Pepys’ place in a Scientist of the Day blog stems from his association with the Royal Society of London. He did not have much interest in natural philosophy, but neither did many of the members, who regarded the meetings and dinners as social occasions. But in 1684, Pepys was elected President of the Royal Society, and he was still in the chair in 1686 when Edmund Halley brought him a book manuscript from Isaac Newton at Cambridge and asked if the Society would publish it. As it happens, the Society was flat broke, having spent far too much money on the publication of Francis Willughby’s book of fish engravings in 1685, but when Halley said he would bear the publishing costs, Pepys gave it his blessing. And that is why the title page of Newton’s great Philosophiae naturalis principia mathematica has Newton’s name as author across the center, and just below, the word IMPRIMATUR [Let it be printed], in a ridiculously large font. The line following reads, in the same size font as the attribution to Newton: “S. PEPYS Reg. Soc. PRAESES [President of the Royal Society], Julii 5, 1686.” Scientists everywhere have been so pleased ever since that Newton’s work met with Pepys’ approval. It is coincidentally interesting that three years later, in 1689, Sir Godfrey Kneller painted portraits of both Newton and Pepys. If you want to see Pepys’ portrait, it is on display at the National Maritime Museum at Greenwich (third image, below). If you want to see Newton’s, you need to get a personal invite to Farleigh House from the Earl of Portsmouth, or settle for this not very good reproduction on Wikipedia.
Pepys was an avid book collector, and his library of some 3000 volumes (along with his custom-built bookcases) now occupies the Pepys Library building at Magdalene College, Cambridge (fourth image, just below). The nine manuscript volumes of the Diary are there as well. There is a view of the exterior of the Library building a little further down (fifth image).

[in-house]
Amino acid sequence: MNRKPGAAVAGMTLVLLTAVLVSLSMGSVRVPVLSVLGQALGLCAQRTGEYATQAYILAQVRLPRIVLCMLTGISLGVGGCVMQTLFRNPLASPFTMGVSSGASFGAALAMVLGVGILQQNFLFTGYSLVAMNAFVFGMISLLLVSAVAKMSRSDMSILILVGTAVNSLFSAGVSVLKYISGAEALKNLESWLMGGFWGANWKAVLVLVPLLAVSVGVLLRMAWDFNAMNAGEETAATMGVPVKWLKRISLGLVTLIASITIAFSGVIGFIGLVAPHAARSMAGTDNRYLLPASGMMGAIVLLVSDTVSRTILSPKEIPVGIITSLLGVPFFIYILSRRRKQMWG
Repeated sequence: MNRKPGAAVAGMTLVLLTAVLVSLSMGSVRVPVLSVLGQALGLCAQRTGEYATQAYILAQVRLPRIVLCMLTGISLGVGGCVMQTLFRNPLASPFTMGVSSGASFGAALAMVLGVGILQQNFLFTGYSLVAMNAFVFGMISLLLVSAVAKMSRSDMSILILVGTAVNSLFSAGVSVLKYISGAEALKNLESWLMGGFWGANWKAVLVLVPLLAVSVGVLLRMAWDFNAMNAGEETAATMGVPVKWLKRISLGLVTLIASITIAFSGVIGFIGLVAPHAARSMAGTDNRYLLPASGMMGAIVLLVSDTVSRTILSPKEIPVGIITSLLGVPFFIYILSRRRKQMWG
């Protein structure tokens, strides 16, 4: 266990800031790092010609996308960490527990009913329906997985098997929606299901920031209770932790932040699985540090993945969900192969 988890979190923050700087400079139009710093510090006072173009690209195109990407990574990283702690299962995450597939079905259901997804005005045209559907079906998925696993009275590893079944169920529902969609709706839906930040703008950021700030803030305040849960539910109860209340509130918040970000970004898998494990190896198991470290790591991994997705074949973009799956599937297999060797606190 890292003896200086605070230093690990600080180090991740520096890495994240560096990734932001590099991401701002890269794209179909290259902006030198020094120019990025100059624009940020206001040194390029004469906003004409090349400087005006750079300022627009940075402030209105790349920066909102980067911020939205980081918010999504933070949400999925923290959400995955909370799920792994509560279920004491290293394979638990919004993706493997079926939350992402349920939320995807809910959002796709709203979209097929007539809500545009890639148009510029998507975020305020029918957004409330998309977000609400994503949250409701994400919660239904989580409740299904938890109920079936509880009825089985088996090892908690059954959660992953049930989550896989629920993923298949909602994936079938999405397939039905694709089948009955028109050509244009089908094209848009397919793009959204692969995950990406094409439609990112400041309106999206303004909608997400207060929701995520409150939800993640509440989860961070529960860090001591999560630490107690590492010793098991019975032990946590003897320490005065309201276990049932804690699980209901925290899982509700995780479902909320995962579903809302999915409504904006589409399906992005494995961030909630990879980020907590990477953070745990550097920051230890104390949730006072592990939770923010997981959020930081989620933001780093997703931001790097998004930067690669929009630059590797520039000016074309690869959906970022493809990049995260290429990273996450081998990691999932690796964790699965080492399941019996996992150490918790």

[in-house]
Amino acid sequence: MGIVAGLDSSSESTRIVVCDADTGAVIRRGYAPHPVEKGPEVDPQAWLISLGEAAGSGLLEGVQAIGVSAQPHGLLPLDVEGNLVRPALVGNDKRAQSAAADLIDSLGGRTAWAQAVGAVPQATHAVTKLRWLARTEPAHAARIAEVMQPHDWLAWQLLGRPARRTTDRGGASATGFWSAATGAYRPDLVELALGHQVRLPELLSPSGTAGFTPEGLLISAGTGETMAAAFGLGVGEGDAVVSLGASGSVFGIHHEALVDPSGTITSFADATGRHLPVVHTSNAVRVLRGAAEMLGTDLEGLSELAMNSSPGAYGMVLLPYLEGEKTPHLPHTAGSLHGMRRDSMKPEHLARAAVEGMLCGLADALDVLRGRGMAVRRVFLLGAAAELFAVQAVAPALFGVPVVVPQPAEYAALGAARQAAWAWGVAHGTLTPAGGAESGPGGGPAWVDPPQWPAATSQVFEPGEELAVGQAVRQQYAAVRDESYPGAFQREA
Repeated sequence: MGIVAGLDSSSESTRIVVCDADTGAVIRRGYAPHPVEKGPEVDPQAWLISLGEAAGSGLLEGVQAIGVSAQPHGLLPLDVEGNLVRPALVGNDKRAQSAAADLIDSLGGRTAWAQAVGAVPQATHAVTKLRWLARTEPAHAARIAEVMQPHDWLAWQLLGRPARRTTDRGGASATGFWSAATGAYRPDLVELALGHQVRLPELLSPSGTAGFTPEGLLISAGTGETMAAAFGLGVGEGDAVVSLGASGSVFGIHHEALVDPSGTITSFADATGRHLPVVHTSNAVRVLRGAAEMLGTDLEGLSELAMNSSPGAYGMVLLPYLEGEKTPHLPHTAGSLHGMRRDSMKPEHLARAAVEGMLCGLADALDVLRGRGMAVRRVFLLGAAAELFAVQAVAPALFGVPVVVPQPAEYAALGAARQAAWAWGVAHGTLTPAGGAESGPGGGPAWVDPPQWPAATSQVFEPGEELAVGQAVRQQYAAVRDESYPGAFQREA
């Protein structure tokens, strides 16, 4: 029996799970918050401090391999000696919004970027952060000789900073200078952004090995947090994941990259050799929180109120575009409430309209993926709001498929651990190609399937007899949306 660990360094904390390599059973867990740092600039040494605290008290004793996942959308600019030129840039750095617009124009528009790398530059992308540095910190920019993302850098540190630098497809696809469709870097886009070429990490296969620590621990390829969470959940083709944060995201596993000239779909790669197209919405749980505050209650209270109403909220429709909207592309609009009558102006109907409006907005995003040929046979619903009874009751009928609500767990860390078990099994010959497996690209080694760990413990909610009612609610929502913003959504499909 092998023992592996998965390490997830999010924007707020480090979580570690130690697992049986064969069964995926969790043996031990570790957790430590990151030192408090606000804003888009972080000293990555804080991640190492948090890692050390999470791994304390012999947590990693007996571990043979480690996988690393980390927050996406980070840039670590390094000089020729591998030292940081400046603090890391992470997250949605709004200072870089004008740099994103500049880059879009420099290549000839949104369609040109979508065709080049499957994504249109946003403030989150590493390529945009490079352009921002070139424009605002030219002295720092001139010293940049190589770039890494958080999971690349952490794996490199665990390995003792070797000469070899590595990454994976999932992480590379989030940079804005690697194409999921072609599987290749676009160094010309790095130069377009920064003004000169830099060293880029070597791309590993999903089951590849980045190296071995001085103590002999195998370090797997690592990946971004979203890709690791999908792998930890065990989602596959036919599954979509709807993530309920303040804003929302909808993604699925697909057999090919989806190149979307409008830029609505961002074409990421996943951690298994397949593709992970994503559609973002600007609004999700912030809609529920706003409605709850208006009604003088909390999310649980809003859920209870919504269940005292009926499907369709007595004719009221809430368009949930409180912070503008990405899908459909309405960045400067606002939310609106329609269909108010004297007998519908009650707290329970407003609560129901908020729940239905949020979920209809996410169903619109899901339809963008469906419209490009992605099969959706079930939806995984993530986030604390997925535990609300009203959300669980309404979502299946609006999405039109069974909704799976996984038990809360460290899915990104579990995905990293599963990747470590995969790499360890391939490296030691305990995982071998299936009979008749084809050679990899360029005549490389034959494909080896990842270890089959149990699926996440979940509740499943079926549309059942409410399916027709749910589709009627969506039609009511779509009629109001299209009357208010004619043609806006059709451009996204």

Pepys also loved music, the low-brow variety, and his collection of thousands of contemporary ballads (also housed in his Library) is reputedly a unique asset to musicologists. Pepys played several instruments and even wrote the occasional song. You can hear one of them, “Beauty Retire” performed at this link. (In the Halys portrait of 1666, Pepys is holding the music for “Beauty Retire”). While you are on YouTube, you might also check out this ditty about Pepys, which is entirely spurious (Pepys did not die in a fire), but still amusing and very well sung (it was recorded at the BBC Proms in 2008). Be forewarned: if you watch this, you will be singing it under your breath for the rest of the day. The occasional appearance of a wheel of cheese in the video is a veiled (a very veiled) reference to Pepys’ confession that, as the Great Fire was advancing, he and a friend dug a hole in the friend’s back yard and Pepys placed in it a treasured possession, a huge wheel of “Parmazan” cheese. He has been the butt of cheese jokes ever since.
Dr. William B. Ashworth, Jr., Consultant for the History of Science, Linda Hall Library and Associate Professor emeritus, Department of History, University of Missouri-Kansas City. Comments or corrections are welcome; please direct to firstname.lastname@example.org.